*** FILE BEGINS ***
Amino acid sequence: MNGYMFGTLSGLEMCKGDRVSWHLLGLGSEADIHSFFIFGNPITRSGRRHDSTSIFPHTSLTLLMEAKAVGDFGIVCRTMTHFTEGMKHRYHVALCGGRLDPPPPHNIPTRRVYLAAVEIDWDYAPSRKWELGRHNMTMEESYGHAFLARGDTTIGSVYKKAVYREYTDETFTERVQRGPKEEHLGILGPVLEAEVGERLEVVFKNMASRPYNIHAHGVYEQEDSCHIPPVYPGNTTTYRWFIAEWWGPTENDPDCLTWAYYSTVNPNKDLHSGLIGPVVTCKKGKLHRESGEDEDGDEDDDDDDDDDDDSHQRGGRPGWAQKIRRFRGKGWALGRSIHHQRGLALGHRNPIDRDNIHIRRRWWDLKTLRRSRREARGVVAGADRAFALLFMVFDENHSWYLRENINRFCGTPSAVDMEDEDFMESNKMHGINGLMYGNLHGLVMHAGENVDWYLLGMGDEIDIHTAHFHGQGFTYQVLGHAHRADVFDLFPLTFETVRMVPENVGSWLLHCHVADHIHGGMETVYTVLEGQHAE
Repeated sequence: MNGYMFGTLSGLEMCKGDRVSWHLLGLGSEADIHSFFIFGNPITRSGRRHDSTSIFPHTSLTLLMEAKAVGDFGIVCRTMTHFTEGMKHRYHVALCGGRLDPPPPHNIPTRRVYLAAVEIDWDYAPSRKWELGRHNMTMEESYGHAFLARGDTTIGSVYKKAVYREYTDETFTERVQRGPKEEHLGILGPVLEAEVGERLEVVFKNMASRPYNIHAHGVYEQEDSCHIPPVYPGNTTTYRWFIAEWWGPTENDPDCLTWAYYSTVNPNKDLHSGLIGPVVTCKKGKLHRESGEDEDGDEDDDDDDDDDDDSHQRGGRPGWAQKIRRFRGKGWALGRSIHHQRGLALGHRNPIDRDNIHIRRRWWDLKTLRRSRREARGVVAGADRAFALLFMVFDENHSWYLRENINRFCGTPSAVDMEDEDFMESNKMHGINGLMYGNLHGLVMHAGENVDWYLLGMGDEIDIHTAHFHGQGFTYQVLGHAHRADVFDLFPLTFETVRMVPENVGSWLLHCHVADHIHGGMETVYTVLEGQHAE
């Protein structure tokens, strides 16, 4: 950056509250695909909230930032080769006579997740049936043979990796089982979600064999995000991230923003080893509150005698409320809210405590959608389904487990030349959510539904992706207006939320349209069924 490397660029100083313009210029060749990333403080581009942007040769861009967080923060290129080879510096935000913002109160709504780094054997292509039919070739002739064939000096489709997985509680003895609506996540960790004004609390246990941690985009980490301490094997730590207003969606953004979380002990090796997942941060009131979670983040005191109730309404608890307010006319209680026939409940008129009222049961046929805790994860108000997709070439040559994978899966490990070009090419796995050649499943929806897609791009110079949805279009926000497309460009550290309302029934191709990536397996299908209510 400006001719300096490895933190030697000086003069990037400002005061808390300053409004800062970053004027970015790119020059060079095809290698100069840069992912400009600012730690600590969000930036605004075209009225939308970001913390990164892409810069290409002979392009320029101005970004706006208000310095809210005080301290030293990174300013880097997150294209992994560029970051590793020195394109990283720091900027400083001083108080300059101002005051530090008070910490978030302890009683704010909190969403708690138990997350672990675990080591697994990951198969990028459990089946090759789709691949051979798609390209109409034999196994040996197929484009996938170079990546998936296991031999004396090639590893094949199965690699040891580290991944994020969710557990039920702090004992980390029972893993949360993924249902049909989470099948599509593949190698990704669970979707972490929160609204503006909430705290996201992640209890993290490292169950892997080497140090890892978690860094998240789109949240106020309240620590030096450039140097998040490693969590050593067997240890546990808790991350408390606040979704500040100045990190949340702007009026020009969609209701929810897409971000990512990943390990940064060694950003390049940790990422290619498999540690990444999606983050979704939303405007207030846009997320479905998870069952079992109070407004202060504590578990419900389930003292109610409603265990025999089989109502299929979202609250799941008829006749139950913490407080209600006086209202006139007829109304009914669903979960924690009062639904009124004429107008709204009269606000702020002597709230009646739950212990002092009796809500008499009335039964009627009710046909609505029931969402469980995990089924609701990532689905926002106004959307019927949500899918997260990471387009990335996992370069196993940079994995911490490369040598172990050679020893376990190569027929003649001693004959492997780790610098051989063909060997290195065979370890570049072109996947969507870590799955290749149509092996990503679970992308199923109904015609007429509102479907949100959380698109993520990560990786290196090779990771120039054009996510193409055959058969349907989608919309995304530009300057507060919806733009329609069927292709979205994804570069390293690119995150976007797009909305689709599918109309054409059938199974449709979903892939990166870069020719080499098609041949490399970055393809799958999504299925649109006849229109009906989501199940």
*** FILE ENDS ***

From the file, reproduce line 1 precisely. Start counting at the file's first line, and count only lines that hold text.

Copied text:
Amino acid sequence: MNGYMFGTLSGLEMCKGDRVSWHLLGLGSEADIHSFFIFGNPITRSGRRHDSTSIFPHTSLTLLMEAKAVGDFGIVCRTMTHFTEGMKHRYHVALCGGRLDPPPPHNIPTRRVYLAAVEIDWDYAPSRKWELGRHNMTMEESYGHAFLARGDTTIGSVYKKAVYREYTDETFTERVQRGPKEEHLGILGPVLEAEVGERLEVVFKNMASRPYNIHAHGVYEQEDSCHIPPVYPGNTTTYRWFIAEWWGPTENDPDCLTWAYYSTVNPNKDLHSGLIGPVVTCKKGKLHRESGEDEDGDEDDDDDDDDDDDSHQRGGRPGWAQKIRRFRGKGWALGRSIHHQRGLALGHRNPIDRDNIHIRRRWWDLKTLRRSRREARGVVAGADRAFALLFMVFDENHSWYLRENINRFCGTPSAVDMEDEDFMESNKMHGINGLMYGNLHGLVMHAGENVDWYLLGMGDEIDIHTAHFHGQGFTYQVLGHAHRADVFDLFPLTFETVRMVPENVGSWLLHCHVADHIHGGMETVYTVLEGQHAE